Cherie Howie

Cherie Howie is a reporter for the Herald on Sunday.

Shuttle saw few takers this week

AT says the service is averaging 40-50 pax a day across its 11 return journeys since service began on May 1. Photo / Greg Bowker
AT says the service is averaging 40-50 pax a day across its 11 return journeys since service began on May 1. Photo / Greg Bowker

A controversial shuttle service for Auckland Transport staff was little used this week.

The shuttle, a $122,000, six-month trial by the public transport agency, has come under fire from some transport lobbyists and politicians who believe staff should be using the bus and train services metres from their offices.

This week, it looked as if Auckland Transport staff might have taken that advice.

The Herald on Sunday watched the shuttle make seven one-way journeys, both out of the city and city-bound, on Thursday. Three of those journeys were made with no passengers on the shuttle, and two carried a sole passenger.

In total, 11 people travelled either to or from the city on the shuttle — the same number of passengers the Mercedes Benz van can carry on a single trip.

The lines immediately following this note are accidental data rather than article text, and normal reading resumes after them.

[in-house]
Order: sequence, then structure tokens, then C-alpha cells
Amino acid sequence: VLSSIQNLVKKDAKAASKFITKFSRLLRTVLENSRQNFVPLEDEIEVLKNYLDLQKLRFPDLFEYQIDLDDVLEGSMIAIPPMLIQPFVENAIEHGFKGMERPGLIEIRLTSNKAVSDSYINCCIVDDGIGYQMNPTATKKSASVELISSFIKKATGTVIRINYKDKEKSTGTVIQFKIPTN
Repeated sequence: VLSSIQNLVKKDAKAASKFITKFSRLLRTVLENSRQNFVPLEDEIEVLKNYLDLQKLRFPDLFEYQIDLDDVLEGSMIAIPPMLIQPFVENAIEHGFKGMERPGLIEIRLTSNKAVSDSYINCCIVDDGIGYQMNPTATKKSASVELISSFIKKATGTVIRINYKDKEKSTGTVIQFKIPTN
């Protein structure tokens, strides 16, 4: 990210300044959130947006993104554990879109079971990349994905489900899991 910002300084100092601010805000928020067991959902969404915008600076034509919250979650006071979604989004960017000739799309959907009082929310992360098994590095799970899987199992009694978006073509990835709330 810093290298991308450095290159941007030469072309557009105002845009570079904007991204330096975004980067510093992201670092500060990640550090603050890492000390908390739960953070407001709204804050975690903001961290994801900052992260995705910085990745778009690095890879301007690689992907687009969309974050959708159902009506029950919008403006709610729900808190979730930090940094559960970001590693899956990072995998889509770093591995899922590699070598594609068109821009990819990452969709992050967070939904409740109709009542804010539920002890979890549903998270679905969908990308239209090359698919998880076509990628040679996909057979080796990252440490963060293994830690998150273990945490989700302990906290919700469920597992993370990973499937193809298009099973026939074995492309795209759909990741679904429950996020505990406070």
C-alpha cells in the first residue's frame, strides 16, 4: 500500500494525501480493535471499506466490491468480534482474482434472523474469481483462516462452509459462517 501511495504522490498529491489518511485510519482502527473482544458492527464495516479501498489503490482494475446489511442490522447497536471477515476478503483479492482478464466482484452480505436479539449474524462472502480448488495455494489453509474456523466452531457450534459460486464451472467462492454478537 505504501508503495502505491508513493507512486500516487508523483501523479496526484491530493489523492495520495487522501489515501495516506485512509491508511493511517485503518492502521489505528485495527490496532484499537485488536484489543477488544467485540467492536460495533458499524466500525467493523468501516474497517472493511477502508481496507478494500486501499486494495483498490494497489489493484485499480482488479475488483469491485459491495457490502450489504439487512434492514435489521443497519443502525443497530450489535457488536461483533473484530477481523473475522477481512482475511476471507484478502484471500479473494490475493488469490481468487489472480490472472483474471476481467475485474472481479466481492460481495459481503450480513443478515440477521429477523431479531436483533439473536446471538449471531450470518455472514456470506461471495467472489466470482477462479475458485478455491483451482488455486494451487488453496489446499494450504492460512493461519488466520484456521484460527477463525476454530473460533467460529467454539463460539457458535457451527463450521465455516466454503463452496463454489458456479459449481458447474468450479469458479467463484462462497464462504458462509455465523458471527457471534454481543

Three empty shuttles were also seen on Tuesday and Wednesday, while a sole passenger rode the shuttle on Friday morning.

Auckland Transport spokesman Mark Hannan — a shuttle user — said the service was averaging 40 to 50 passengers a day across its 11 return journeys since service began on May 1.

Staff had not been put off by the adverse publicity, he said. In fact, increasing popularity meant some users had to book their seats beforehand.

"The people who use it love it ... we are already seeing a drop in numbers using fleet vehicles or claiming mileage for their private vehicle."

Auckland Transport communications manager Wally Thomas said staff were shuttled between Auckland Transport's Henderson and Auckland central offices, and could not use the shuttle for commuting between work and home. Expected benefits highlighted by Auckland Transport included being able to reduce the size of the car fleet and improve "business efficiency", but also noted the train trip took too long.

On Friday, it was announced that an Auckland Transport advertising campaign called "Travel Myths" — which urges the public to catch buses and trains — was a finalist in the TVNZ Marketing Awards.


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- Herald on Sunday

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